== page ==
Occupation and Revolution: China and the Vietnamese August Revolution of 1945

Occupation and Revolution: China and the Vietnamese August Revolution of 1945

Occupation and Revolution: China and the Vietnamese August Revolution of 1945

Occupation and Revolution: China and the Vietnamese August Revolution of 1945

Excerpt

“The presence of the Chinese in Tonkin,” Jean Sainteny wrote in 1953, “weighed in such a fashion on the entire situation so that it is necessary to study their behavior during this period to understand the events that unfolded in Indochina.” Sainteny was describing the Chinese occupation of northern Vietnam of 1945-1946, to which he was eyewitness. Chinese military forces undertook the occupation of northern Vietnam as a result of the Potsdam conference of July 1945, where Jiang Jieshi (Chiang K’aishek) took responsibility for accepting the surrender of Japanese troops in the former French colonial territory of Indochina north of the sixteenth parallel. British forces prepared to undertake the same task south of the sixteenth parallel. In compliance with this responsibility, Chinese forces entered Vietnam only a few weeks after Vietnamese nationalists launched the August Revolution. Thus, Chinese occupation troops found themselves in the middle of a Vietnamese revolution they knew little of and were illprepared to mediate. Their presence, however, was a significant factor in the overall story of the Vietnamese struggle for independence.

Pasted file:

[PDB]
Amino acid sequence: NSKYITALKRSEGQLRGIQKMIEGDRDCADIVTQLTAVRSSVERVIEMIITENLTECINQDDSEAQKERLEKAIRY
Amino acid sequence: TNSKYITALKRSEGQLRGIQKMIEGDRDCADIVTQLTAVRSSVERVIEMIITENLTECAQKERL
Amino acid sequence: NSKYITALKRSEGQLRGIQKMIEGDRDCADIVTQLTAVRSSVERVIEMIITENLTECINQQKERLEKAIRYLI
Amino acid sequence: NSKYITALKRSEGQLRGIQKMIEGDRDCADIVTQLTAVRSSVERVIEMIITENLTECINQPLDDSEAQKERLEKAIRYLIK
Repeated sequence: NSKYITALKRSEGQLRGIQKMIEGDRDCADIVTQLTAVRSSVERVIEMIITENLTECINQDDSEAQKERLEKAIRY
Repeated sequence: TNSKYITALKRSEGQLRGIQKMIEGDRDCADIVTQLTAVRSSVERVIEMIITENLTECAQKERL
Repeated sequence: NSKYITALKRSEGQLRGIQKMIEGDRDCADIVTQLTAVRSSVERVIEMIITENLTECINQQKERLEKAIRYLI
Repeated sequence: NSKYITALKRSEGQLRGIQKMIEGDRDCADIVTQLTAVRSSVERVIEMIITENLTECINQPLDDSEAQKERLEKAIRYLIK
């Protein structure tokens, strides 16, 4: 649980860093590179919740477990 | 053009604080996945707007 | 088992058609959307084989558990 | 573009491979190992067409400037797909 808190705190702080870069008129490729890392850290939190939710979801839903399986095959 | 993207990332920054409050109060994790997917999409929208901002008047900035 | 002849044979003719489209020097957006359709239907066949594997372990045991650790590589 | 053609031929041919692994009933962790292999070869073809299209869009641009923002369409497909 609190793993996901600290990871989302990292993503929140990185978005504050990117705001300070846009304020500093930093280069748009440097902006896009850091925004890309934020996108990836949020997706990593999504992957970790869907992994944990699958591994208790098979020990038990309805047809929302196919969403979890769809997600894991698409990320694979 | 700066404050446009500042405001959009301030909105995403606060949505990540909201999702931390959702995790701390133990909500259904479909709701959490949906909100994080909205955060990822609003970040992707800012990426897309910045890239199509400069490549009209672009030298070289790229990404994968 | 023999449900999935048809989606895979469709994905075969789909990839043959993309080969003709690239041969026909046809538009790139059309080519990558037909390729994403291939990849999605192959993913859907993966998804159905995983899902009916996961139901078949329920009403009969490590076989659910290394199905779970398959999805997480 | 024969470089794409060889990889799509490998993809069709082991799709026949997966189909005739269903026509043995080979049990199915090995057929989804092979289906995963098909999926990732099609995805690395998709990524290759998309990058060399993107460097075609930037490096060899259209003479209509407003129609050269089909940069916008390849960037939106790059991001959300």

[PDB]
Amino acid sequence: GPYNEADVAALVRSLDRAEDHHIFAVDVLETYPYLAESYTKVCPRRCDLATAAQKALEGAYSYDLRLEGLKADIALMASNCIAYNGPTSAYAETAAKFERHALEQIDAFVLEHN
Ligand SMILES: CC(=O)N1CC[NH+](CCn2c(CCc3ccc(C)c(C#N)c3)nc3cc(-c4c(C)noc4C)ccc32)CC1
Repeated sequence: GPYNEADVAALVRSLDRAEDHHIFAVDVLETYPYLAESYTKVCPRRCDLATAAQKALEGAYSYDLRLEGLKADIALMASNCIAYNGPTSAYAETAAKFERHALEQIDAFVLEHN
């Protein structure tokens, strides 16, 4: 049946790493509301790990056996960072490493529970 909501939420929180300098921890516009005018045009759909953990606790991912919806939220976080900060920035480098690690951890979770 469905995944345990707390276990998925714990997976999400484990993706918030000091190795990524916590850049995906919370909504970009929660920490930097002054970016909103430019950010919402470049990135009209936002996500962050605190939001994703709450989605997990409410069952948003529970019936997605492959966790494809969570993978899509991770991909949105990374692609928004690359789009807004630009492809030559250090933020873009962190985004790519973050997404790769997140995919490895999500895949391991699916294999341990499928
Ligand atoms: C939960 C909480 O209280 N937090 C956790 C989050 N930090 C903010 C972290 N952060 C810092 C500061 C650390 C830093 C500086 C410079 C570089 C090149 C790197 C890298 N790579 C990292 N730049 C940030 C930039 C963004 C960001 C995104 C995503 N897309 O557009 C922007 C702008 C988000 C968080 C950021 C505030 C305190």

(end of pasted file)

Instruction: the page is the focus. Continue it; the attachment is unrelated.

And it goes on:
Despite Sainteny’s assessment of the importance of the Chinese influence on events in Vietnam, scholars have paid little attention to the Chinese occupation or the part it played in the Vietnamese revolution and, more indirectly, in the subsequent wars the French and Americans waged in Vietnam. Western scholars have produced numerous works on the Vietnamese revolution in which most agree that the Pacific War was a turning point in the history of the Vietnamese struggle for independence. However, few have taken Sainteny’s words seriously concerning the Chinese occupation of northern Vietnam at the end of the Pacific War. David . . .

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